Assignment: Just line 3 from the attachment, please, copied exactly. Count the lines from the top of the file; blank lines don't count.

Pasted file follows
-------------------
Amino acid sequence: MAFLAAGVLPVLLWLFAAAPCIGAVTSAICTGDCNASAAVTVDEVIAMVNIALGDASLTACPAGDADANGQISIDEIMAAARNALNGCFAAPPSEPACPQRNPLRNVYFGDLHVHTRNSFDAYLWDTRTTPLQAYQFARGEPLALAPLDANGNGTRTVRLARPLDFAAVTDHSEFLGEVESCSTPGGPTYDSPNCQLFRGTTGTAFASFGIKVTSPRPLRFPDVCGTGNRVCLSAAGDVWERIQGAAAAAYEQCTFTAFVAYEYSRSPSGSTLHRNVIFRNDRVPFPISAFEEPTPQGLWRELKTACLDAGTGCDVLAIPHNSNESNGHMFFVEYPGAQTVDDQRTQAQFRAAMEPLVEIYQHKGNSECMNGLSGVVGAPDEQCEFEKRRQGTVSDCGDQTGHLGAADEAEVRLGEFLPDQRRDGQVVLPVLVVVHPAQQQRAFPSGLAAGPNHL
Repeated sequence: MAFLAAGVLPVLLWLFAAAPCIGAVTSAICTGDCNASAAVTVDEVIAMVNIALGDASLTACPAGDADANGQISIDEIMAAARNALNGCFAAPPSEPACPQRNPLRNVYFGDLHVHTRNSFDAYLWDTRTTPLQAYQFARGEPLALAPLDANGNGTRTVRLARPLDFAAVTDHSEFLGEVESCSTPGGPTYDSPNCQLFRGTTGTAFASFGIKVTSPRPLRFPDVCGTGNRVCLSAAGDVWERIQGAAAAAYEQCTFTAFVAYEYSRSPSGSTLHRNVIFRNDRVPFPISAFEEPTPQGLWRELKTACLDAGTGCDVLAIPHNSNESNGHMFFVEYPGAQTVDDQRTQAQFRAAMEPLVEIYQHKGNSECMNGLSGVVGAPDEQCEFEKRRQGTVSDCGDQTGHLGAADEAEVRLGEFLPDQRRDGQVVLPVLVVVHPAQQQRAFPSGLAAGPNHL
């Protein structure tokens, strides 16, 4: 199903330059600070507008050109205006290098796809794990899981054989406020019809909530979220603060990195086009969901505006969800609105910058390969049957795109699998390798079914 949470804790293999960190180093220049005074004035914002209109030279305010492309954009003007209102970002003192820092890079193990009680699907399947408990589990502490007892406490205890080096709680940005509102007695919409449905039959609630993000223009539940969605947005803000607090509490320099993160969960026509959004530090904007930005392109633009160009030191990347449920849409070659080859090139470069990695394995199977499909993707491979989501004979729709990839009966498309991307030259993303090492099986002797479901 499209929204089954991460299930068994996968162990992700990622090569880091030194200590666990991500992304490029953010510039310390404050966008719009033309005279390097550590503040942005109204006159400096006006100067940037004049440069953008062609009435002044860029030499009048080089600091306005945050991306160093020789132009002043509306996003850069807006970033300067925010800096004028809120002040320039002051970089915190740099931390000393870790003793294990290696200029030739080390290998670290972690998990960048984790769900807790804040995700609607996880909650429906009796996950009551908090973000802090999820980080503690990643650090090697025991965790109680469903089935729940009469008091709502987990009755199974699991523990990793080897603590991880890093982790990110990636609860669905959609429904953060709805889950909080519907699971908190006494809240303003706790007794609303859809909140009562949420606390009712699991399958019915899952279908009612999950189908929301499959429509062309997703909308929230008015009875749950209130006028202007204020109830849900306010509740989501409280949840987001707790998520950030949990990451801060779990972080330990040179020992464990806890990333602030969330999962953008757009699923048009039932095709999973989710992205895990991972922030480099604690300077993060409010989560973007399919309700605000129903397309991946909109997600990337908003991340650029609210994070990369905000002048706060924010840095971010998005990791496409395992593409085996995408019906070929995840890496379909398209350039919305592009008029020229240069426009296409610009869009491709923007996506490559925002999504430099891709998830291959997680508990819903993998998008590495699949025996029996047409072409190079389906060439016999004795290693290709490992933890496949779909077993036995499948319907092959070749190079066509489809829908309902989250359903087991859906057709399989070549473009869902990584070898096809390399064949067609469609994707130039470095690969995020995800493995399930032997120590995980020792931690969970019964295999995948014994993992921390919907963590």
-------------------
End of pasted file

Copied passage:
């Protein structure tokens, strides 16, 4: 199903330059600070507008050109205006290098796809794990899981054989406020019809909530979220603060990195086009969901505006969800609105910058390969049957795109699998390798079914 949470804790293999960190180093220049005074004035914002209109030279305010492309954009003007209102970002003192820092890079193990009680699907399947408990589990502490007892406490205890080096709680940005509102007695919409449905039959609630993000223009539940969605947005803000607090509490320099993160969960026509959004530090904007930005392109633009160009030191990347449920849409070659080859090139470069990695394995199977499909993707491979989501004979729709990839009966498309991307030259993303090492099986002797479901 499209929204089954991460299930068994996968162990992700990622090569880091030194200590666990991500992304490029953010510039310390404050966008719009033309005279390097550590503040942005109204006159400096006006100067940037004049440069953008062609009435002044860029030499009048080089600091306005945050991306160093020789132009002043509306996003850069807006970033300067925010800096004028809120002040320039002051970089915190740099931390000393870790003793294990290696200029030739080390290998670290972690998990960048984790769900807790804040995700609607996880909650429906009796996950009551908090973000802090999820980080503690990643650090090697025991965790109680469903089935729940009469008091709502987990009755199974699991523990990793080897603590991880890093982790990110990636609860669905959609429904953060709805889950909080519907699971908190006494809240303003706790007794609303859809909140009562949420606390009712699991399958019915899952279908009612999950189908929301499959429509062309997703909308929230008015009875749950209130006028202007204020109830849900306010509740989501409280949840987001707790998520950030949990990451801060779990972080330990040179020992464990806890990333602030969330999962953008757009699923048009039932095709999973989710992205895990991972922030480099604690300077993060409010989560973007399919309700605000129903397309991946909109997600990337908003991340650029609210994070990369905000002048706060924010840095971010998005990791496409395992593409085996995408019906070929995840890496379909398209350039919305592009008029020229240069426009296409610009869009491709923007996506490559925002999504430099891709998830291959997680508990819903993998998008590495699949025996029996047409072409190079389906060439016999004795290693290709490992933890496949779909077993036995499948319907092959070749190079066509489809829908309902989250359903087991859906057709399989070549473009869902990584070898096809390399064949067609469609994707130039470095690969995020995800493995399930032997120590995980020792931690969970019964295999995948014994993992921390919907963590």